Let’s face it — we live in a pretty amazing area. There is no need to go elsewhere if you want to enjoy Memorial Day weekend. It’s seems like the perfect time to stick around and have some LOCAL fun. And as a bonus — this weekend is supposed to be SUPER fabulous as far as being able to get some vitamin D is concerned. We’ve looked around some of our most favorite communities so you can find the fun — no mater where you live. Don’t forget to let us know what your favorite events are. Especially if there is something everyone else should know about. Post some pictures on IG or FB and be sure to Tag me!!
Northwest Folklife Festival & Kindiependent Showcase
The 48th Annual Northwest Folklife Festival & Kindiependent Showcase is one of the largest folk festivals in the country and fun for the whole family. With hands on activities for the kids, 26 different stages, back to back performances and dancing you will have a hard time choosing what to do first. Oh! and there will be food so make sure you are hungry!
Memorial Day Weekend Train Rides
All Aboard! With what looks like a promising weather weekend ahead take a scenic train ride through the Cascade foothills of the Upper Snoqualmie Valley to celebrate Memorial Day. This special 75-minute train ride is in addition to the railroad’s usual weekend train schedule and takes you to the top of Snoqualmie Falls. As a bonus, the Northwest Railway Museum will be offering $5 round-trip train fare Sat.-Mon. to members of the military, including active duty, guard, reserve and retired and their dependent family members, with current military ID.
Remlinger Farms is now open on Saturdays and Sundays. Take a ride the half-sized steam train along the Tolt River, pet the farm animals (think: goats, horses, piggies, cows, alpaca, sheep, bunnies, donkeys) or take a pony ride and jump in the hay maze, spin on the mini roller coaster or “fly” on the pumpkins. Plus, go ’round and ’round in the pedal cars and enjoy a day full day of farm fun.
Memorial Day Weekend Run
Put on your running shoes and bring the family to the Memorial Day Weekend run. You can choose a 5K, 10K or 15K run/walk as well as a 1 mile Memorial mile and there is a Kid’s Dash! The 400-meter Kid’s Dash (for ages 2-10) will start 15 minutes before race time, giving you the perfect chance to run with your kiddo and get warmed up before your race.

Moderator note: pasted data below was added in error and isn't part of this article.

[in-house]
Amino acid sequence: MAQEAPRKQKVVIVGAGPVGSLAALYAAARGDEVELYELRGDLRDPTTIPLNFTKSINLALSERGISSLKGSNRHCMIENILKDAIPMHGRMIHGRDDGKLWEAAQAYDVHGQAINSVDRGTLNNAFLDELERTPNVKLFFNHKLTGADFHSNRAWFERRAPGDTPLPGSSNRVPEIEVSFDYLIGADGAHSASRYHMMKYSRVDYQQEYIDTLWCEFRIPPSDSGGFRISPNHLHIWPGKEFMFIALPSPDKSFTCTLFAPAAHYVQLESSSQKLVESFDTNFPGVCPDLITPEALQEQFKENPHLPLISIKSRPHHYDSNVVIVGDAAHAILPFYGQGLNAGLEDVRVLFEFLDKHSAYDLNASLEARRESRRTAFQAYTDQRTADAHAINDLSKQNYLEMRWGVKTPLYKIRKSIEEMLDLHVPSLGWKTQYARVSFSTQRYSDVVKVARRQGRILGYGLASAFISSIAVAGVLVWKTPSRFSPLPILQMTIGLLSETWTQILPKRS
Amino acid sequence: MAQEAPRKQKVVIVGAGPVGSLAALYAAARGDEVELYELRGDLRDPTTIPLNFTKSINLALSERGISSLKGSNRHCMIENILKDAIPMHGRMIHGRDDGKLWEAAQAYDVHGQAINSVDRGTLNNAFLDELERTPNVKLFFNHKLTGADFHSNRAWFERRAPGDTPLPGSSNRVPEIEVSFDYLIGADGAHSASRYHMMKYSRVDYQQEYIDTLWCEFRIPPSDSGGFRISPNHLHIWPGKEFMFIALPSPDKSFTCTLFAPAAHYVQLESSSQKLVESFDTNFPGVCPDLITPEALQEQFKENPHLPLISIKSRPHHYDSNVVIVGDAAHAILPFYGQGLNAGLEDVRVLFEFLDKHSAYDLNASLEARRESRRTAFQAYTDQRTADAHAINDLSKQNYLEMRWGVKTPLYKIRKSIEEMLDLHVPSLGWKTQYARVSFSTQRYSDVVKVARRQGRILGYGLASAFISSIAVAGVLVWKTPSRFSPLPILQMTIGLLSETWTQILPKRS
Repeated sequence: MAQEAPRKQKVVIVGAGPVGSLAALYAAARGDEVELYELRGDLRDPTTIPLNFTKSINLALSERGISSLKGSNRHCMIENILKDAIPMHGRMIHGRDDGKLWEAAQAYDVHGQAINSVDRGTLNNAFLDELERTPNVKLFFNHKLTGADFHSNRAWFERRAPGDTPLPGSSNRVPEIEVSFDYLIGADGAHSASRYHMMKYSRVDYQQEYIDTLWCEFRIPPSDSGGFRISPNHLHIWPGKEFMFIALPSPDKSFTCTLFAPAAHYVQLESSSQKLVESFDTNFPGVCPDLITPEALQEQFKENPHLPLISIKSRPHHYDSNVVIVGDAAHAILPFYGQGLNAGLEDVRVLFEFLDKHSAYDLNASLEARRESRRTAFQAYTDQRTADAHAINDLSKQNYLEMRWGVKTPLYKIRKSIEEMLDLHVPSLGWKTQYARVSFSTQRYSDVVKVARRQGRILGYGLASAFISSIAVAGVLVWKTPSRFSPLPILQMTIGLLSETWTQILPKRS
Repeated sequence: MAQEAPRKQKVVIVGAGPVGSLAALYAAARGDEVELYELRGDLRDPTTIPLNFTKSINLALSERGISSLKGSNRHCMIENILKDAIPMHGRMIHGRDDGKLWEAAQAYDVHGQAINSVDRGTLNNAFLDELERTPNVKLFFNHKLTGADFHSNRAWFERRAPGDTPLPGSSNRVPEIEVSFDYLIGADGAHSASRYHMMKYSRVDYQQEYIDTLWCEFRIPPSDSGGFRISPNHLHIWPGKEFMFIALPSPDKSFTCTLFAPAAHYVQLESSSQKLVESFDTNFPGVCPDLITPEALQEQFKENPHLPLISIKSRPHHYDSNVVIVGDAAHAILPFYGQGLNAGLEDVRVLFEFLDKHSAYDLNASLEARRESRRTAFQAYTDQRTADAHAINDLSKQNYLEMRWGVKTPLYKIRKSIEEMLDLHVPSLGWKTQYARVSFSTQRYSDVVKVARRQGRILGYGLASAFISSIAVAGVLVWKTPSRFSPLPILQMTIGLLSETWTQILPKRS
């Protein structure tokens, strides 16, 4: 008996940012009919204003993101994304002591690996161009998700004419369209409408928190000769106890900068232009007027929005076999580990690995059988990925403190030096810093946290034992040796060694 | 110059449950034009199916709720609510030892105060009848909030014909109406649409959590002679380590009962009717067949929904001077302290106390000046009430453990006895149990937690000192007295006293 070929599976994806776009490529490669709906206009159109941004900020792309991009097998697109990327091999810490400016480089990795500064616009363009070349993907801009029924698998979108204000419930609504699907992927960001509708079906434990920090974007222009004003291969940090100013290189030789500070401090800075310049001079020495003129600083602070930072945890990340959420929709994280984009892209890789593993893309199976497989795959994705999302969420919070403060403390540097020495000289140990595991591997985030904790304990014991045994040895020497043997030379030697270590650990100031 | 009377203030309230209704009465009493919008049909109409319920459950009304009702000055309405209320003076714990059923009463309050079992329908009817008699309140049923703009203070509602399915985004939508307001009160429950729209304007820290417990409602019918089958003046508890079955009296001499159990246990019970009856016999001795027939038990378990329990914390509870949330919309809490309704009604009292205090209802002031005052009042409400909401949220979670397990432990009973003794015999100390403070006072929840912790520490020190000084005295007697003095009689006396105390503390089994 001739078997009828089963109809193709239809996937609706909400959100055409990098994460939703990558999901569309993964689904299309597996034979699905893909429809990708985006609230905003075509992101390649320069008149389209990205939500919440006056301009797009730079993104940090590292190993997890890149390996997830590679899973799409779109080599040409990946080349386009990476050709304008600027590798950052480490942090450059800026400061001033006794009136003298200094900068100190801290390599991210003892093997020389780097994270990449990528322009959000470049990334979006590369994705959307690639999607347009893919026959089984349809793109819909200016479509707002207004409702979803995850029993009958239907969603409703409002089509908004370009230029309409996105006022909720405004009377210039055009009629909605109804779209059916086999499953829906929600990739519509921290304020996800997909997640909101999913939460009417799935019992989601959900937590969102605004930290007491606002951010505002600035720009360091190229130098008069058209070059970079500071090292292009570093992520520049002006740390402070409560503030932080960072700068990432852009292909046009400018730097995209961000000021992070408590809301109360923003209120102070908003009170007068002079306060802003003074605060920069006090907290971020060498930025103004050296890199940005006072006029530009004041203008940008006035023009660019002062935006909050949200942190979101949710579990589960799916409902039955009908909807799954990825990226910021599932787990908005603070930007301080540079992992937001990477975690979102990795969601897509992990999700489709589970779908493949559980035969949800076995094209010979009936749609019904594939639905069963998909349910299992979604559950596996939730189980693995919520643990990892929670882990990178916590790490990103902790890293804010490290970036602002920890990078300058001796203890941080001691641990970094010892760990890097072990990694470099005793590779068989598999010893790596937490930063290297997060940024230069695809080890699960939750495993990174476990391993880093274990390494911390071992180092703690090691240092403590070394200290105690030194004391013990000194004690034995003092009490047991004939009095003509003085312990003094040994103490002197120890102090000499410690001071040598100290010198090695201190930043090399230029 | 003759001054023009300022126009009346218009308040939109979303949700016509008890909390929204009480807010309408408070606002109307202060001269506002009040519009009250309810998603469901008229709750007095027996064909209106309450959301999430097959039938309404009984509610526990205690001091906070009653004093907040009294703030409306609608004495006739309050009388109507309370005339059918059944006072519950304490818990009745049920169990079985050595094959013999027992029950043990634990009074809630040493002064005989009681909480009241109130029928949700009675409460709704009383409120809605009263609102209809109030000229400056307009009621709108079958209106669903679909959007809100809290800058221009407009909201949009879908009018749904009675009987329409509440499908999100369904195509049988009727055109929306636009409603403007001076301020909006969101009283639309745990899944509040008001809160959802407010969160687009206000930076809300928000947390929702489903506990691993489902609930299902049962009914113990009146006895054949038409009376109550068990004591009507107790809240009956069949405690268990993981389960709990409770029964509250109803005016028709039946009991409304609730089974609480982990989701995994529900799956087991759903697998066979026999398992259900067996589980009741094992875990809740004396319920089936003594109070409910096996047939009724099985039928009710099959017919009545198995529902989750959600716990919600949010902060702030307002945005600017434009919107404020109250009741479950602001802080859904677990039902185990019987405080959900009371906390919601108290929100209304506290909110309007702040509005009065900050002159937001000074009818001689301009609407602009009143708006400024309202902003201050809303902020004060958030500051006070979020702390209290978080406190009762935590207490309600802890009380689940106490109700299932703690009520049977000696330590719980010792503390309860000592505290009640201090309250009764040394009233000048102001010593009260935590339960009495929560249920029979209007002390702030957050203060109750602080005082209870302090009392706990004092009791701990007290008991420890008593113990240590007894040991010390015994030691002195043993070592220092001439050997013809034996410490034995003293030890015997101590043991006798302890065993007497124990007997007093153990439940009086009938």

Sat., May 25 at 10 a.m. Seattle. $3 to $32. Registration required. Ages 2 & older.
Get ready for the noise at Tankfest Northwest this Memorial Day Weekend. This family event will showcase military vehicle demonstrations, remote control tanks and a scavenger hunt, plus face painting, a bouncy house and food from some of our region’s top food trucks.
Memorial Day Ceremony
This 3 day event is a great way to teach your kids the importance of Memorial Day. Enjoy this annual ceremony held at The Museum of Flight. The Museum will honor military service with patriotic music from The Boeing Employees Concert Band, followed by a ceremony with local officials and US Military personnel. And! All veterans and active US military personnel will receive free admission with ID.
Did you know May is National Bike month? Yes that’s right, it’s time to dust off the wheels and enjoy those sunny day’s — because we all know, sometimes in Spring they are few and far between. One of the best places to ride in our area is the Burke Gilman Trail — enjoyed by runners, walkers, bikers, young, and younger. Extending from Seattle to Kenmore –with MANY amazing spots along the way. Much of the trail is wide and flat with great spots to stop for lunch and views of our beautiful region. With so many access points along the trail you will usually be able to find a good spot to start and will always find a new view. If you’re really ambitious you can always just ride the whole thing from start to finish, 19 miles in total! This is a great trail for the whole family, you will not be disappointed.
Miri’s at Golden Gardens
Begin your journey at the sandy beaches of Golden Gardens that lie at one end of the trail. If you don’t pack a lunch Miri’s specializes in local, organic breakfast and lunch goodness. Make sure to try the poffertjes, Tiny Dutch pancakes! Yum! Open Thurs.-Sun. and Mon.-Sun. starting in mid-June.